Albert Almora Jr.

Would you rather: Jake Arrieta’s current deal or Yu Darvish’s?


Would you rather: Jake Arrieta’s current deal or Yu Darvish’s?

OK, this looks weird:

With Jake Arrieta inking a three-year deal worth $75 million, should the Cubs have tried for that same contract for the 2015 NL Cy Young Winner? Or are the Cubs still in a perfect spot with the Yu Darvish deal?

Plus, who will be the Cubs’ 2018 MVP and what will the exact Opening Day lineup look like?

Check out the entire podcast here:

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Who will bat leadoff for Cubs? A look at the candidates — and if it really even matters

Who will bat leadoff for Cubs? A look at the candidates — and if it really even matters

On a team with few holes and championship expectations, who hits leadoff for the Cubs has become a prominent conversation.

You don't need to go back too far to discover that not having a prototypical leadoff hitter doesn't mean much of anything. After all, the Cubs lost Dexter Fowler, couldn't find anyone to consistently hit leadoff and still scored 822 runs, the second most in the National League.

But a new season and no additions to the lineup that put the leadoff conversation to rest means it's a talking point yet again. So who will hit leadoff for the Cubs in 2018?

"There’s very few real, legitimate No. 1 hitters out there these days, and when you find one, you like to hold on to it," Joe Maddon said earlier in spring training. "I think a lot of teams, they’ll put different guys up there. It’s almost like having a closer. If you don’t have a legitimate closer, it’s still OK to work the ninth inning in other ways. If you don’t have a prototypical leadoff hitter, you can work it in other ways. I’m fine with that.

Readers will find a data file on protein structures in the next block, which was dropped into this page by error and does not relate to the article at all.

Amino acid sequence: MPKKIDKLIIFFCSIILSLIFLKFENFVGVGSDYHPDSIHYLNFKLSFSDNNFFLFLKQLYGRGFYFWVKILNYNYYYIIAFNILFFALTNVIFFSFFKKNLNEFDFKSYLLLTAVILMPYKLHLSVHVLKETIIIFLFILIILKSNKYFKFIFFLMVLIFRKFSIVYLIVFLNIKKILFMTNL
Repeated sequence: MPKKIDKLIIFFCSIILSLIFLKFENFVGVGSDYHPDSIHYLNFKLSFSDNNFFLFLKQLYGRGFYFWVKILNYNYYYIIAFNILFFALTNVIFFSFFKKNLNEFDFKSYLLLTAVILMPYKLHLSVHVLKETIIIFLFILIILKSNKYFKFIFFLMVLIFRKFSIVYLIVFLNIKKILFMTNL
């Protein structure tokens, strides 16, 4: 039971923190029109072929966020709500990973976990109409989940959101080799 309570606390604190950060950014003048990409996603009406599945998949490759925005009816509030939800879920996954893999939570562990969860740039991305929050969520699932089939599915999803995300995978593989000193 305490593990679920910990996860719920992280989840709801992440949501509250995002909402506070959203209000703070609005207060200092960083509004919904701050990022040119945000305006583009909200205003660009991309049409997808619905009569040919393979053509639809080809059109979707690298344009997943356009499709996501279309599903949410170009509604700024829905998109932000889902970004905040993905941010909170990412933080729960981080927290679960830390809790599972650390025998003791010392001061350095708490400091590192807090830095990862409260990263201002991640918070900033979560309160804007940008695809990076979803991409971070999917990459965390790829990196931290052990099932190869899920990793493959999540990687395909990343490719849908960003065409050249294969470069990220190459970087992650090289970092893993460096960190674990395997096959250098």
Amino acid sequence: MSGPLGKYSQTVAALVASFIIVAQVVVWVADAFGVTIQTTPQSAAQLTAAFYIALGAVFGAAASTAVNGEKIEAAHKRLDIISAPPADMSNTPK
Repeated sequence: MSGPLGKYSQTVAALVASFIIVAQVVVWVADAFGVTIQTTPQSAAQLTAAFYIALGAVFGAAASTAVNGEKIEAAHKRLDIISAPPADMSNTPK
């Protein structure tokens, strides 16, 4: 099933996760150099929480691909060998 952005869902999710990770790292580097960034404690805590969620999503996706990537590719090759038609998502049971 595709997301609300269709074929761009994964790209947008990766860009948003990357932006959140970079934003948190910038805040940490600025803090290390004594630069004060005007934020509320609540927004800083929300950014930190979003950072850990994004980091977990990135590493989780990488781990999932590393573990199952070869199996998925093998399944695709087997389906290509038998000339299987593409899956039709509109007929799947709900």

"I think we scored a lot of runs last year. We were fine with that. The conversation is what it is. I’m very comfortable with moving that around based on guys who get on base often. That’s the whole point. And when you can combine that with a guy that has a high on-base and then he hits homers, too, that’s even more attractive. We have a lot of guys who are capable. We’ll let it play out, you’ll see a lot of guys in the one hole throughout spring training. But I know by the time the season arrives, whoever we have hitting there, I’ll be happy with that."

Of course, there's room for improvement. Last season, only the bottom two spots in the lineup produced lower numbers than the leadoff hole, with the Cubs slashing .246/.324/.422 at the top of the order. Getting better there means being an even better team, all important when the expectations are World Series or bust.

But whether it matters a lot or a little, here's a list of candidates for the job.

Anthony Rizzo

Remember when Rizzo dubbed himself, jokingly of course, "the greatest leadoff hitter of all-time?" Albert Almora Jr. does.

"We have the best leadoff guy in the game with Rizzo," Albert Almora Jr. said earlier in spring training. "Five home runs in three days it felt like."

It was pretty impressive. All in all, Rizzo's 14 games batting leadoff yielded 15 hits, five homers, two doubles, a triple, 12 RBIs, 11 runs scored and six walks in 59 plate appearances.

"I said, ‘If I’m going to lead off this year, you’ve got to teach me.’ He said, ‘I am the best leadoff hitter in the world.’ ‘All right, you do it then.'"

Anthony, what do you say?


Well, that settles that.

Kyle Schwarber

Schwarber, as I'm sure no one has forgotten, was the Cubs' leadoff guy out of the gates last spring. It's not that he wasn't suited for it — he is really good at getting on base — but he really didn't succeed there. That Maddon decision didn't sit well with many fans, and it didn't look like a good idea at all when Schwarber was sent down to Triple-A for a spell in the middle of the campaign.

The slimmed-down Schwarber figures to be much better this year — and even in what was considered a disastrous 2017, he still hit 30 home runs — but the leadoff spot might not be the place for him.

Kyle, will you be batting leadoff again?

"Ask the manager," he said. "I think we’re all ears to that, and whatever he writes in there we’re all going to do."

Ben Zobrist